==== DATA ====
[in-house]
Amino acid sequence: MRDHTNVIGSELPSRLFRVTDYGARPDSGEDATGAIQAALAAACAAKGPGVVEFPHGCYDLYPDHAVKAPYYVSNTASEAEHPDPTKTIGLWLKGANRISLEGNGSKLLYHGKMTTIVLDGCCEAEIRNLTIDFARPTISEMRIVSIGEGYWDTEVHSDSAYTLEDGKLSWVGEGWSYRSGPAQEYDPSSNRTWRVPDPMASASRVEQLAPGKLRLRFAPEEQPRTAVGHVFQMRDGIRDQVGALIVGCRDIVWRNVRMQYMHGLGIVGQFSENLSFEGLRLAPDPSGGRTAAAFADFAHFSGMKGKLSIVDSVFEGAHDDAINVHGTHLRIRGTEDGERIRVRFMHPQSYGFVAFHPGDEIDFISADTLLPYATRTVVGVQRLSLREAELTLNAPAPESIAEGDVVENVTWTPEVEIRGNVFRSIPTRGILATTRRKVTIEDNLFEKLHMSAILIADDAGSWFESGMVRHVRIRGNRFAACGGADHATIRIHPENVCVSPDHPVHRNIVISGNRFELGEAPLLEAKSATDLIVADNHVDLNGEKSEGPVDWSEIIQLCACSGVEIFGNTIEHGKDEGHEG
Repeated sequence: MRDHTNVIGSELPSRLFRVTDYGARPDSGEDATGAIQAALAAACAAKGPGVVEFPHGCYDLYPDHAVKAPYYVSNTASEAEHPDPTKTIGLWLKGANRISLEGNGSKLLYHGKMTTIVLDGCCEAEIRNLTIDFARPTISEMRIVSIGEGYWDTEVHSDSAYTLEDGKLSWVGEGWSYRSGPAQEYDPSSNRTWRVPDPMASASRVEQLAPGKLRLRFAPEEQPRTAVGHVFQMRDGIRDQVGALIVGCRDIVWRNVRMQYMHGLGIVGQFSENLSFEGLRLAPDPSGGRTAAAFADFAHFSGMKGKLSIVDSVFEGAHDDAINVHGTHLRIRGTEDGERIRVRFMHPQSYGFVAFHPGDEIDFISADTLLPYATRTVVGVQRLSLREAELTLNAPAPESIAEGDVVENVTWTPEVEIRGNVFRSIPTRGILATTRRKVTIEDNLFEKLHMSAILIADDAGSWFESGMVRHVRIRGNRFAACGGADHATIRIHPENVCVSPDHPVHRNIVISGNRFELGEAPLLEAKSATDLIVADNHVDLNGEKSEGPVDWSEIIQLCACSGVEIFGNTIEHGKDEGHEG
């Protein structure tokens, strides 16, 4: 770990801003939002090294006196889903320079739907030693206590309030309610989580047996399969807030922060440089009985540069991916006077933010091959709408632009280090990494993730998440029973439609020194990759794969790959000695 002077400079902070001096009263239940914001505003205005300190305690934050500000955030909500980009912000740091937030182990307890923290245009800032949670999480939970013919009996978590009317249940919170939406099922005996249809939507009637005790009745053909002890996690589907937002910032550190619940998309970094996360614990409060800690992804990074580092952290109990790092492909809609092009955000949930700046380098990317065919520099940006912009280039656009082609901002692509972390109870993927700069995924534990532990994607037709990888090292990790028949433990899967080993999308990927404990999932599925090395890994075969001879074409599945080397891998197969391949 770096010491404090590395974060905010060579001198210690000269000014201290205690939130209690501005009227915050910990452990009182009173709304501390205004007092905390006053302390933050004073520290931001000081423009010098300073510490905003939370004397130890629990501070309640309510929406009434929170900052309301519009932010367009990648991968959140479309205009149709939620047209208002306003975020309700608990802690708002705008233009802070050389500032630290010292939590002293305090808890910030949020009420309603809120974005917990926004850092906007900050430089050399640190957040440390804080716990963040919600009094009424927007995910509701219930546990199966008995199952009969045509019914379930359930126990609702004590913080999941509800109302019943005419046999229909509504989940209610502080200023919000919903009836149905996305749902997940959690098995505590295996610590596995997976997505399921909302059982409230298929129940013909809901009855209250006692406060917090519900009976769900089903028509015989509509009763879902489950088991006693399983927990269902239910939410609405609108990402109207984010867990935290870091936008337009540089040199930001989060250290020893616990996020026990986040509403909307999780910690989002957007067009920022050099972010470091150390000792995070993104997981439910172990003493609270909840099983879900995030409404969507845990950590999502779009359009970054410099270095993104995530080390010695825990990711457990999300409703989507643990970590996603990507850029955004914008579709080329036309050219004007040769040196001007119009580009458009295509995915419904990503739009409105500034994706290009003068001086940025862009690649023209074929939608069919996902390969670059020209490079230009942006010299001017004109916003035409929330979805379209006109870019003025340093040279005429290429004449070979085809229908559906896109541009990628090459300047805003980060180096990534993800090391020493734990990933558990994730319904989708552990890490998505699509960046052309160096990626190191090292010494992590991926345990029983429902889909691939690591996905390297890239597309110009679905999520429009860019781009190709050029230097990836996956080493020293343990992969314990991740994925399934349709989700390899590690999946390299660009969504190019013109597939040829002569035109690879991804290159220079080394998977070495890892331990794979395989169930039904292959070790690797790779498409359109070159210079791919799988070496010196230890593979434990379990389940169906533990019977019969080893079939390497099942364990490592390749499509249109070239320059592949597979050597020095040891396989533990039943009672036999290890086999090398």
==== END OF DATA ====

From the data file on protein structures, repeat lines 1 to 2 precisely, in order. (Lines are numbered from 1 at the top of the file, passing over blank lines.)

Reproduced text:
[in-house]
Amino acid sequence: MRDHTNVIGSELPSRLFRVTDYGARPDSGEDATGAIQAALAAACAAKGPGVVEFPHGCYDLYPDHAVKAPYYVSNTASEAEHPDPTKTIGLWLKGANRISLEGNGSKLLYHGKMTTIVLDGCCEAEIRNLTIDFARPTISEMRIVSIGEGYWDTEVHSDSAYTLEDGKLSWVGEGWSYRSGPAQEYDPSSNRTWRVPDPMASASRVEQLAPGKLRLRFAPEEQPRTAVGHVFQMRDGIRDQVGALIVGCRDIVWRNVRMQYMHGLGIVGQFSENLSFEGLRLAPDPSGGRTAAAFADFAHFSGMKGKLSIVDSVFEGAHDDAINVHGTHLRIRGTEDGERIRVRFMHPQSYGFVAFHPGDEIDFISADTLLPYATRTVVGVQRLSLREAELTLNAPAPESIAEGDVVENVTWTPEVEIRGNVFRSIPTRGILATTRRKVTIEDNLFEKLHMSAILIADDAGSWFESGMVRHVRIRGNRFAACGGADHATIRIHPENVCVSPDHPVHRNIVISGNRFELGEAPLLEAKSATDLIVADNHVDLNGEKSEGPVDWSEIIQLCACSGVEIFGNTIEHGKDEGHEG